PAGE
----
Saturday, June 10, 2017

Supporting UDL in the Classroom with Audiobooks

The past couple of years, my district has been in the process of implementing Universal Design for Learning, or UDL, in our classrooms.  The educational framework creates a flexible learning environment that supports all learners.  The neuroscience behind it shows that each student learns differently, bringing their own strengths and experiences to each learning opportunity.  Therefore teachers need to create multiple ways for students to engage, represent, and express the content.  The scientists who developed UDL initially were looking at how schools can support students who are traditionally marginalized, students who have disabilities, or for whom English is their second language.  What they discovered was that the strategies that help these populations also helped all students learn.  If you’d like more information on UDL, please visit the CAST website.Screen Shot 2017-06-09 at 4.55.59 PM.png
As a school librarian, I needed to think how I could adopt UDL in my own teaching and library space, but I also needed to think about how I could support my teachers as they too implemented these changes in their classroom.  I decided to focus on the 5th and 6th grade classrooms and, in particular, the books that they read as a whole class.  With UDL, teachers should allow students to have choice and flexibility to interact with the content.  One option that I could help provide was audiobooks.  With the help of a grant, I purchased iPods and a subscription to Audible.  I asked the teachers what books they planned on using for their instruction and I asked students what books they were interested in reading.  With this information, I made sure to have the right books for those classrooms.  Students would have the choice to listen to the book that their class was reading and they could choose to listen to a book of their choice during their “Read to Self” time.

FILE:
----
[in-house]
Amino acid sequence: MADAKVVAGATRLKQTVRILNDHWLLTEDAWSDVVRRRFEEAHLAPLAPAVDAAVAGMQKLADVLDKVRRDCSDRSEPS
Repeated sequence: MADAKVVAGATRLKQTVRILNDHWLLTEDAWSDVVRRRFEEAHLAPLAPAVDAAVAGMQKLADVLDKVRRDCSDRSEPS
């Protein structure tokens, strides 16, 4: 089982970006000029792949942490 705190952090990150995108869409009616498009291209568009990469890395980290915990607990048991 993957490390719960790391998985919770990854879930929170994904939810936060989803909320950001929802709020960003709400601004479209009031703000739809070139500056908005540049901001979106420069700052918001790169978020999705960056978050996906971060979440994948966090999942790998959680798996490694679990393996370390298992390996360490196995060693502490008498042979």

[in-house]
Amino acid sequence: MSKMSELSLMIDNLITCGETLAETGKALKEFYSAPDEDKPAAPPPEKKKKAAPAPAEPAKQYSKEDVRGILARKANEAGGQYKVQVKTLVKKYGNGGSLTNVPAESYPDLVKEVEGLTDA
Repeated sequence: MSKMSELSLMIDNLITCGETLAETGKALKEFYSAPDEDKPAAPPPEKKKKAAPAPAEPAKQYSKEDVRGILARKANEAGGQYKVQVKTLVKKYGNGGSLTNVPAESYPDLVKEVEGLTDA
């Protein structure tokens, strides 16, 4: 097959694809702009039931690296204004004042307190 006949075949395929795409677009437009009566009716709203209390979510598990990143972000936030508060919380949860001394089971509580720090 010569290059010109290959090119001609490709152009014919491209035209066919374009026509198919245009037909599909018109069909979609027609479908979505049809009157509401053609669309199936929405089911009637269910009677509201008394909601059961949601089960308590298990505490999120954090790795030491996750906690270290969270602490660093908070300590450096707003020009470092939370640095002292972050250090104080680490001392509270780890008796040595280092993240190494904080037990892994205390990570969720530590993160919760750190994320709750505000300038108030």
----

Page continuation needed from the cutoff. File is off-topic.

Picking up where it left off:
The results of this year was positive.  Thirty percent of the students in 5th and 6th grade chose to listen to audiobooks during the school year.  They report that they were able to be successful in the class assignment because they used the audiobook and that they enjoyed the experience.  About half of the students were students with a reading disability.  The others chose to use the audiobooks for other varied reasons:  the performance was engaging, it helped with time management, and it helped with comprehension.  































The audiobooks helped my own library program as well because students were able to listen to their choice of the Dorothy Canfield Fisher Award books.  Due to the integration of audiobooks into their reading choices, every student in the 5th and 6th grade were able to vote for the Dorothy Canfield Fisher Award.  I have never had all students participate previously.  Students with various abilities and levels of interests in reading not only were reading the books on the award list, but were discussing them and sharing recommendations with each other.  My library environment changed to be a more inclusive, diverse, & vibrant reading community.  
I interviewed the classroom teachers, the special educator, and a handful of our students who used the audiobooks.  Listen to hear their thoughts and experiences here:
The benefits of having audiobooks available to students are numerous.  Audiobooks are engaging storytelling and can really suck the reader into the world the author creates.  This fits the engagement piece of UDL and can really help those reluctant readers discover stories that they love.    My students often listened while reading along with the book helping them with word recognition, fluency, and comprehension.  Audiobooks also helped students flex their listening muscles gaining a better capacity in their auditory intelligence.  The part about UDL that I like the best is that the use of tools such as audiobooks are available to all students.  This takes the stigma away from students with disabilities who might have been singled out by their use prior.  Audiobooks helped students be successful in their classroom but they also helped students see that reading is fun.    
With this year’s success under my belt, I look forward to expanding my audiobook program to the larger school community.  Be on the lookout 3rd and 4th graders!  Audiobooks are coming from a library near you!  I’ll be looking to find other ways the library can support all students in their journey at our school.  We are a small school, but with the right learning environment, we can have a large impact on our students.  

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